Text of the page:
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Two or more nouns are sometimes used consecutively, with the second modifying the first.

For instance, I recently received a mail whose subject was "Honorarios migración." This is, I suppose, shorthand for "Honorarios de migración" or, if we're feeling wordy, "Honorarios para el servicio de realizar trámites de migración".

Other examples: at a parking garage: "salida coches."; spam from an airline: "¡Venta fin de semana!"; signs in my colonia that read "venta garage."

Some of these usages maybe be due to space constraints, but that clearly isn't the whole story.

So, first, what is the name of this phenomenon?

Second, is this something you'd ever want to do in formal writing? If so, under what circumstances?

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spanish.stackexchange.com/questions/1774/… is also relevant here. –  Michael Wolf Feb 10 '12 at 21:01

3 Answers 3

It's not acceptable in formal writing, but we do that all the time. You cannot say it's incorrect. It is not.

"Salida coches" and "Venta garage" is perfect Spanish for a sign. I'm punctilious (we all at StackExchange are, aren't we?) and, if I'm writing a report, the heading would be "Notificación de enfermedades infecciosas": I would never dream of omitting the "de". But in a file where I keep some documents I would write "Notificación enfermedades infecciosas" as a matter of course.

Eduardo is right: it's a case very similar to English headlines.

I don't think Diego Mijelshon is right. Spanish language is more flexible than that. You can omit the "de" in a sign or in a "post-it". "Salida coches" in a sign is natural Spanish. I think this is an important point.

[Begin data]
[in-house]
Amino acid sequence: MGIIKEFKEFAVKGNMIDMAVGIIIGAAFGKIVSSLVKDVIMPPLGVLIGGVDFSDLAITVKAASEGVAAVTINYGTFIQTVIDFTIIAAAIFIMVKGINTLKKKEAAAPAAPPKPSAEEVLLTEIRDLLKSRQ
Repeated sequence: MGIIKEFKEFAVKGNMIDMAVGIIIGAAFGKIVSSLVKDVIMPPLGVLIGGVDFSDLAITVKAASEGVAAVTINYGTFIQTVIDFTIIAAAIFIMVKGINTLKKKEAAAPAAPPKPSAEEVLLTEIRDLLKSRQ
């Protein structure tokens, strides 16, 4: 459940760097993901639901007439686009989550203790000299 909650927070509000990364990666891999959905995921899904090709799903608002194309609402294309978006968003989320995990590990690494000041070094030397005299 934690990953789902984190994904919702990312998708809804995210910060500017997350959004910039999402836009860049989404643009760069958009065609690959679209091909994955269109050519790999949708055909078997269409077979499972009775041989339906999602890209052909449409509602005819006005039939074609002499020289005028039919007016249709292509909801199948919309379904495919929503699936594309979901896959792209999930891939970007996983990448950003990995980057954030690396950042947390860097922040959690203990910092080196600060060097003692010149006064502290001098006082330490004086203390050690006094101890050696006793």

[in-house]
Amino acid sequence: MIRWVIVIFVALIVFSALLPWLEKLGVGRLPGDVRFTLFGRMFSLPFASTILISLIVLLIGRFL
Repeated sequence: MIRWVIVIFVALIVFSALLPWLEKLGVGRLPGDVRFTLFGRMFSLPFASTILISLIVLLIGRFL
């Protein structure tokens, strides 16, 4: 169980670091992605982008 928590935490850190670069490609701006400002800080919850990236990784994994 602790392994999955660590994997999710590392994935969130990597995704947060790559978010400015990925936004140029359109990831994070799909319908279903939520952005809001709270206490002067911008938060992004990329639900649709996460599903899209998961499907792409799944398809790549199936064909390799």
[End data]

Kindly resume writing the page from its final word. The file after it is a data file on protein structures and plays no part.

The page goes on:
I have voted up Eduardo's answer and down Diego Mijelshon's one. You can consider my answer as an expansion of Eduardo's one. It was just too long for a comment.

This was a great question.

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It's not grammatical, but it's a case very similar to English headlines: Obama to win elections.

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None of the cases you mentioned is gramatically correct; they should have used de.

As you suggested, it was removed to make it shorter, since it will be understood anyway.

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Entendido, por lo menos en el caso de letreros. Pero, ¿en el sujeto de un correo? Hay límites de espacio también, pero no tan severos como en el caso de letreros. ¿Acaso será pura güeva? –  Michael Wolf Jan 26 '12 at 16:45
    
Puede ser por pereza o por impacto visual... –  Diego Mijelshon Jan 26 '12 at 17:29

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